“The Top Industries in the MENA Report, December 2012, said that the Oil, Gas and Petrochemicals industry is a regional leader in terms of satisfaction, employee experience, and the perception of professionals employed in other industries. The industry came out top in salary packages (48%), work-life balance (28%), career growth opportunities (34%) and job security and stability (34%).” — Suhail Masri, Vice President Sales,

Mr. Masri says that adding levels of satisfaction play a major role in employees deciding to whether to change industries, and for those who participated in the survey, a quarter of them changed from one industry to another in the last 24 months. In descending order, the top reasons for doing so are better salaries, better growth opportunities, and a lack of recognition in their previous industry.

Oil and Gas Employees Top Reasons for Changing to Different Industries.

Factors causing salaries in the UAE to increase are considered to be inflation and the rising cost of living (54%), growth in opportunities and economic growth (39%), and good corporate performance (17%). Reasons for salaries not increasing are seen to be the poor economy (29%), poor corporate performance and profitability (23%), and more top talent than available jobs (23%).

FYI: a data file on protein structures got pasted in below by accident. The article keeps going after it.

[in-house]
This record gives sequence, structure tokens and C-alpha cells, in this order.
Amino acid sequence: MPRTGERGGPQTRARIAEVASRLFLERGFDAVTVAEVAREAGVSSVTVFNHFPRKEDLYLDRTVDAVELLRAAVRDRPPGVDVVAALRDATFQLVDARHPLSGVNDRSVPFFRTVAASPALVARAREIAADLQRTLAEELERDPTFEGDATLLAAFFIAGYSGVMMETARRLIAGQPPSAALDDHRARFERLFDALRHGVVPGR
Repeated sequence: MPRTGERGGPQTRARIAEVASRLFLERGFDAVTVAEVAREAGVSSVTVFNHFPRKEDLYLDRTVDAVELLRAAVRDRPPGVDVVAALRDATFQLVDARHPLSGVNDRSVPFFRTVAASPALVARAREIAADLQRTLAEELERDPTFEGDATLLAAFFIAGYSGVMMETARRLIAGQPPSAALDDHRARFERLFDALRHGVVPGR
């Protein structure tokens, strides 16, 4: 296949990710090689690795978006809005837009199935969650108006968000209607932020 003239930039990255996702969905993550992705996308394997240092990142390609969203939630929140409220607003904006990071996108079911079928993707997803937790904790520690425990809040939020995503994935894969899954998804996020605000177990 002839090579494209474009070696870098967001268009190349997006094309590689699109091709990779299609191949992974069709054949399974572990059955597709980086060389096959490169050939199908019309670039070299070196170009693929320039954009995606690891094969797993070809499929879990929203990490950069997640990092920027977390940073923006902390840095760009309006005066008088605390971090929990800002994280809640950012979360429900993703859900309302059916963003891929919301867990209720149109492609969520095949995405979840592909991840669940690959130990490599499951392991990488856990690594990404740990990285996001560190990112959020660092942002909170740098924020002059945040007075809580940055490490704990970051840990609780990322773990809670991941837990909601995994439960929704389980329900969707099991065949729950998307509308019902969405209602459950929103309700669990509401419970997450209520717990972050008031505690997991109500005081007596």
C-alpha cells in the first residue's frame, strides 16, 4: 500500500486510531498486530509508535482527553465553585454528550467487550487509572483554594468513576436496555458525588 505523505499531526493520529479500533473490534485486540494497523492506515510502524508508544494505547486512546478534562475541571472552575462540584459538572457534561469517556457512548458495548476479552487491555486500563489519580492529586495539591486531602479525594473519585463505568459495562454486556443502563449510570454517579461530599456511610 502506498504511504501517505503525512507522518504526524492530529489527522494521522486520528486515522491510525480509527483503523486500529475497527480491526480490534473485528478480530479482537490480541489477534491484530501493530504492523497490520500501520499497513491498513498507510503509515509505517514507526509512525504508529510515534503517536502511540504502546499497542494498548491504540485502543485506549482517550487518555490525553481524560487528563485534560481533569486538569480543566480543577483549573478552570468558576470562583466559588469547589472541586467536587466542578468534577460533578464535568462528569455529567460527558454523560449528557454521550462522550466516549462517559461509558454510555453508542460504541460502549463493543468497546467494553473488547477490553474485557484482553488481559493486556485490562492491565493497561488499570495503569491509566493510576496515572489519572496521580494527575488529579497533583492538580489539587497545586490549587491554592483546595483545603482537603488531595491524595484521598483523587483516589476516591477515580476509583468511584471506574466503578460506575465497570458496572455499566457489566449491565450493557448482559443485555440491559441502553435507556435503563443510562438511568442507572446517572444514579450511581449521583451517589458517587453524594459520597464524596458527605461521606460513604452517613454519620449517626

In terms of jobs, the GCC has always been a very active market with some of the highest number of job listings within MENA.

Employees in the MENA Region Show a Definite Bias Toward Gaining Professional Expertise.

Discussing staff penchant to be inclined towards being an expert in their field, Mr. Masri says that “Becoming an expert” basically means reaching impressive depth and skill in a certain element of a professional’s work. For example, a person who works in digital marketing could become an expert in social media, or a web developer could become an expert in PHP or ASP, he says, noting that it’s a highly competitive world out there, and professionals can stand out among their peers by being specialised.

New opportunities could arise for the person with specialised skills whether a person is braving the job market or looking to boost his or her prospects with current employer.

In fact, according to the Personal Branding in the Middle East and North Africa poll, conducted by in September 2013, the overwhelming majority (92%) of respondents think that personal online branding increases their career opportunities, with the most important benefits being the ability to showcase their abilities (23.2%), and connect to their target audience (21.1%). Being able to distinguish themselves from others in their field (14.7%) and becoming an expert or thought leader (13.2%) were also considered to be important by those polled.